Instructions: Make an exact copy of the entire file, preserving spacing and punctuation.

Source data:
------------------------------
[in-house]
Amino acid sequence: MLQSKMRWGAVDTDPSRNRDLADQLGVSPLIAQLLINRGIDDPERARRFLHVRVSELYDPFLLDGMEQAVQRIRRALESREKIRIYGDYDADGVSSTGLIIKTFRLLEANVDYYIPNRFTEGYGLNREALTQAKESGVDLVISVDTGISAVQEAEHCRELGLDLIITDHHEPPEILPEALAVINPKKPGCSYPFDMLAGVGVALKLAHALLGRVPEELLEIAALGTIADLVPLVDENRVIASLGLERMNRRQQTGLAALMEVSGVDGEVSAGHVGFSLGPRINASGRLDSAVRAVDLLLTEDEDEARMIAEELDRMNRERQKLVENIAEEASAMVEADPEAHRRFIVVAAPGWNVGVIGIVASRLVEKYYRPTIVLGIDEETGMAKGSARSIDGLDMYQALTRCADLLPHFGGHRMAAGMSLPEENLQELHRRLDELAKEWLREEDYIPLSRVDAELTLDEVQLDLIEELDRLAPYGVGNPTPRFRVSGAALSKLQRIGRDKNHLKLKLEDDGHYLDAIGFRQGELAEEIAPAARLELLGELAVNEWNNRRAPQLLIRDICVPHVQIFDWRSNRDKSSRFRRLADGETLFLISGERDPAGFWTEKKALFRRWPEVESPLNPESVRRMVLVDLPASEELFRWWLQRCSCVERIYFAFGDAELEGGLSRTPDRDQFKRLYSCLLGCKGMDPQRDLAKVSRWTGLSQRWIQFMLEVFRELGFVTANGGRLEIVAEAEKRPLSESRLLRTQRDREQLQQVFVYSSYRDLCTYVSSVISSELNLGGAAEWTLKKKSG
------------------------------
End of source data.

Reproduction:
[in-house]
Amino acid sequence: MLQSKMRWGAVDTDPSRNRDLADQLGVSPLIAQLLINRGIDDPERARRFLHVRVSELYDPFLLDGMEQAVQRIRRALESREKIRIYGDYDADGVSSTGLIIKTFRLLEANVDYYIPNRFTEGYGLNREALTQAKESGVDLVISVDTGISAVQEAEHCRELGLDLIITDHHEPPEILPEALAVINPKKPGCSYPFDMLAGVGVALKLAHALLGRVPEELLEIAALGTIADLVPLVDENRVIASLGLERMNRRQQTGLAALMEVSGVDGEVSAGHVGFSLGPRINASGRLDSAVRAVDLLLTEDEDEARMIAEELDRMNRERQKLVENIAEEASAMVEADPEAHRRFIVVAAPGWNVGVIGIVASRLVEKYYRPTIVLGIDEETGMAKGSARSIDGLDMYQALTRCADLLPHFGGHRMAAGMSLPEENLQELHRRLDELAKEWLREEDYIPLSRVDAELTLDEVQLDLIEELDRLAPYGVGNPTPRFRVSGAALSKLQRIGRDKNHLKLKLEDDGHYLDAIGFRQGELAEEIAPAARLELLGELAVNEWNNRRAPQLLIRDICVPHVQIFDWRSNRDKSSRFRRLADGETLFLISGERDPAGFWTEKKALFRRWPEVESPLNPESVRRMVLVDLPASEELFRWWLQRCSCVERIYFAFGDAELEGGLSRTPDRDQFKRLYSCLLGCKGMDPQRDLAKVSRWTGLSQRWIQFMLEVFRELGFVTANGGRLEIVAEAEKRPLSESRLLRTQRDREQLQQVFVYSSYRDLCTYVSSVISSELNLGGAAEWTLKKKSG